In complex high-risk patients with stable CAD, including those with prior MI, prior revascularization, arrhythmias, and heart failure, radionuclide MPI is the most commonly used noninvasive imaging test. An extensive literature supports its use to determine whether new or changing symptoms or signs (e.g., worsening LV function) reflect CAD progression; for risk stratification; and for patient management, especially to help with decisions regarding the possible need for revascularization. Radionuclide MPI provides accurate quantification of ischemic and scar burden. Importantly, it can be performed safely in virtually any patient independent of body habitus and weight, with or without arrhythmias, and in all stages of kidney failure. In addition, it is not limited by the ability of the patient to hold a breath and can be performed in patients with conduction abnormalities and pacemakers or defibrillators. Its use in conjunction with vasodilator stress is particularly useful and safe in patients with suspected unstable symptoms. This is especially important in patients with known CAD who present with new or worsening symptoms that may or may not represent unstable angina. It is, however, associated with exposure to ionizing radiation, which can accumulate with multiple procedures, especially in patients with known CAD. Potential approaches to minimize radiation exposure are discussed in greater detail in Chapters 4 and 6 . The choice of radionuclide MPI modality (SPECT vs. PET), imaging protocol and type of stressor (exercise vs. pharmacologic) should be tailored to patient characteristics, risk factors and comorbidities, clinical questions, and local availability. As discussed in Chapter 4 , combined rest-stress or stress-rest 1- or 2-day protocols are recommended. In select patients with elevated calcium scores where SPECT MPI is performed for detection of functionally significant stenoses in affected areas, stress-only protocols may be used. The specific approaches to the patient with known CAD, prior MI, and severe LV systolic dysfunction are discussed in Chapter 20 .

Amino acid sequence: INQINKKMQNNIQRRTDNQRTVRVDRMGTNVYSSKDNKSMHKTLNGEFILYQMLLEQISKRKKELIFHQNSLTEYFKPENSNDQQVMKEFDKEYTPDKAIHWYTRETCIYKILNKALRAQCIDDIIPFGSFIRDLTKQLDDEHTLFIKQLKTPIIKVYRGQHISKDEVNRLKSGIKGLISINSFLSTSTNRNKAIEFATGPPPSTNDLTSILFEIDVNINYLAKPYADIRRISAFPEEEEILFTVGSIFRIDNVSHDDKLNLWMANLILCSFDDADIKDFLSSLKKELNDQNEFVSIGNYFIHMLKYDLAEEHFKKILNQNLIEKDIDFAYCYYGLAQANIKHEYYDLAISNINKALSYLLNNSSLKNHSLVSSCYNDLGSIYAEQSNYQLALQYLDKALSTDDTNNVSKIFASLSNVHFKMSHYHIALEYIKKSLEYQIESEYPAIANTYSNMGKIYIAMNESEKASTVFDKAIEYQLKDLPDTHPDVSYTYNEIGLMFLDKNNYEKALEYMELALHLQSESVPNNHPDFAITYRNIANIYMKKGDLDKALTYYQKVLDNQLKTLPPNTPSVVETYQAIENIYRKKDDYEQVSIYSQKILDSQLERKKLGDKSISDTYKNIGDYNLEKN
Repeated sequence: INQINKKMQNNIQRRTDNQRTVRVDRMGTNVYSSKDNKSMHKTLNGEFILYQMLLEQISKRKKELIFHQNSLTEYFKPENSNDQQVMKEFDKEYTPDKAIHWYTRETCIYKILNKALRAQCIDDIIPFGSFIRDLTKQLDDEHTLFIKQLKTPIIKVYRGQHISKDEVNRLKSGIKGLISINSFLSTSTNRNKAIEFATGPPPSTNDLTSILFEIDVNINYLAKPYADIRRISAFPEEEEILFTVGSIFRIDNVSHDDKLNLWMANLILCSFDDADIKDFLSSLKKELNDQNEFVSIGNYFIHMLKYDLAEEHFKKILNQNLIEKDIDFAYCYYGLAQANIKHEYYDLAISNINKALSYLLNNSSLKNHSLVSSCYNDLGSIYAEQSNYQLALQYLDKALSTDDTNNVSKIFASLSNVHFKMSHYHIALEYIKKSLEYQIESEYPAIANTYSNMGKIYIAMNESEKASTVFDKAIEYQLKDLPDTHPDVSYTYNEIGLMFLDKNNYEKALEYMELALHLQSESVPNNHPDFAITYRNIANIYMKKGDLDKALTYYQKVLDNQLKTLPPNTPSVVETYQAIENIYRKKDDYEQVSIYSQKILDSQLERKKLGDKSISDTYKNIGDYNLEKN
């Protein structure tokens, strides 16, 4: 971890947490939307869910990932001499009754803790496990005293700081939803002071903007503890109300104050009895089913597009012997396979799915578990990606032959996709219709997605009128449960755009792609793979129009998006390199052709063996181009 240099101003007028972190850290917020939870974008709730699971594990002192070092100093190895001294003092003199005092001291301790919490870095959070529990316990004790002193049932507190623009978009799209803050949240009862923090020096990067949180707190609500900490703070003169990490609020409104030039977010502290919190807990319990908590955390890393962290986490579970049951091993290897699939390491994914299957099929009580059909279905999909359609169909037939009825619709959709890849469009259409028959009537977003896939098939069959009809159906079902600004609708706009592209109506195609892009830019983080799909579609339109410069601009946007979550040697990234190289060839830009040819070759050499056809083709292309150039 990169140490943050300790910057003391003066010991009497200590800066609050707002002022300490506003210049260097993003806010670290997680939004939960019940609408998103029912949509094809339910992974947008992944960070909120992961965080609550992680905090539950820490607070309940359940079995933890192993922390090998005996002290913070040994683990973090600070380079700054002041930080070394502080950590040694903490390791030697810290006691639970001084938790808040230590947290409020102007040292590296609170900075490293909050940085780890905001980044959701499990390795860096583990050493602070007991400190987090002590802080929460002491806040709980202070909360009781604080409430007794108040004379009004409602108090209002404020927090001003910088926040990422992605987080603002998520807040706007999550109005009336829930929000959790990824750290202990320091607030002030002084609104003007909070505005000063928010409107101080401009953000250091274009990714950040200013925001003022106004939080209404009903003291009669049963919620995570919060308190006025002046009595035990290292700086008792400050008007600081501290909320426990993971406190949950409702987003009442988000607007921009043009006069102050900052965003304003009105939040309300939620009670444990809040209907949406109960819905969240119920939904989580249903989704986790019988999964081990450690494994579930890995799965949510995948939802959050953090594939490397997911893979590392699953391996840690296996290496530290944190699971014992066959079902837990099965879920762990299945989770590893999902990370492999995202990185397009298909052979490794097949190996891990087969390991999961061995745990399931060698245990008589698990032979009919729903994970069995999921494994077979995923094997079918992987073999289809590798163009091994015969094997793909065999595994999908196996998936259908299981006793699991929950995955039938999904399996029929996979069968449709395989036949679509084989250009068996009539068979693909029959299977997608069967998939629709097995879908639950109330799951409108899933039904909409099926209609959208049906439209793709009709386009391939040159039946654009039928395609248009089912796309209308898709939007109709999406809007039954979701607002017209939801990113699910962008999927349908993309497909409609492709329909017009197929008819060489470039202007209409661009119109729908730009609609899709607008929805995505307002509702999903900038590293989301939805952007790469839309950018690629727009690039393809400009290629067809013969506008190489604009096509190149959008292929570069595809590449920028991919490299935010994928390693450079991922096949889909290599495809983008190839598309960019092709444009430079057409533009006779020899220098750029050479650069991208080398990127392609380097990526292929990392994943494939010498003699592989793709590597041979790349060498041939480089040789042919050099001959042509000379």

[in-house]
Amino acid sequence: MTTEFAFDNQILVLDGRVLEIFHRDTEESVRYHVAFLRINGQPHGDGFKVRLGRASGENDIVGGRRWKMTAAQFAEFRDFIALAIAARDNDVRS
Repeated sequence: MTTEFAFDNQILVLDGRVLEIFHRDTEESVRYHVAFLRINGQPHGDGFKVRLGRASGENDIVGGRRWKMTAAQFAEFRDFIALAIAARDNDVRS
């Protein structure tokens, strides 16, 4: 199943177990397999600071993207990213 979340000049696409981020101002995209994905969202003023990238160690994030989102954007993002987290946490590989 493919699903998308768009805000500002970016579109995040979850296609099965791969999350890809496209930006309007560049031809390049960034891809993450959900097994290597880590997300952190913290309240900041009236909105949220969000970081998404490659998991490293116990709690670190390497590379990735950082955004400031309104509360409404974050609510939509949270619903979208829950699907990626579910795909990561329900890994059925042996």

In patients with prior CABG, radionuclide MPI is helpful in assessing patency of bypass grafts. This is a relatively simple task because there is already detailed knowledge of coronary anatomy and the placement of grafts. Regions of ischemia may identify nonrevascularized portions of myocardium, failed grafts, anastomotic disease, compromised side-branches, or the development of new disease. In patients who have had prior stenting, MPI is useful for identifying stent closure, jailing of side-branches, or new disease. Again, knowledge of prior anatomy facilitates the localization of abnormalities to specific coronaries and etiologies of ischemia. In patients with known total coronary artery occlusions, radionuclide MPI provides accurate quantitative assessments of ischemia and scar to help with decision making.


Differences between SPECT and PET myocardial perfusion imaging


Most radionuclide MPI studies around the world are performed with SPECT. Radiotracers and protocols for SPECT and PET are discussed in Chapter 4 . Major differences between SPECT and PET are discussed in the following sections and summarized in Table 8.2 .



TABLE 8.2

Major Differences Between SPECT and PET Myocardial Perfusion Imaging
























































SPECT PET
Type of acquisition Sequential Simultaneous list mode acquisition
Commonly used tracers 99m Tc sestamibi, 99m Tc tetrafosmin, 201 thallium 13 N ammonia, 82 Rb, 18 F flurpiridaz, 15 O water
Photon energy (keV) 68–167 511
Radiation ∼ 7–15 mSv ∼ 3–4 mSv
Spatial Resolution 12–15 mm 4–6 mm
Attenuation and Scatter Correction Uncommon Routine use in all studies
Timing of Stress Imaging 30–60 minutes after vasodilator stress, 15–30 minutes after exercise stress Peak stress
Measurement of absolute myocardial blood flow values Possible, research ongoing Yes, routine
Type of stressor used Exercise or pharmacologic Pharmacologic only;
exercise possible with 13 N-ammonia and 18 F-flurpiridaz
Diagnostic Accuracy Less robust compared with PET Best among all modalities on head-to-head comparison
Prognostic Ability Very good Excellent, added value of LVEF reserve and myocardial blood flow reserve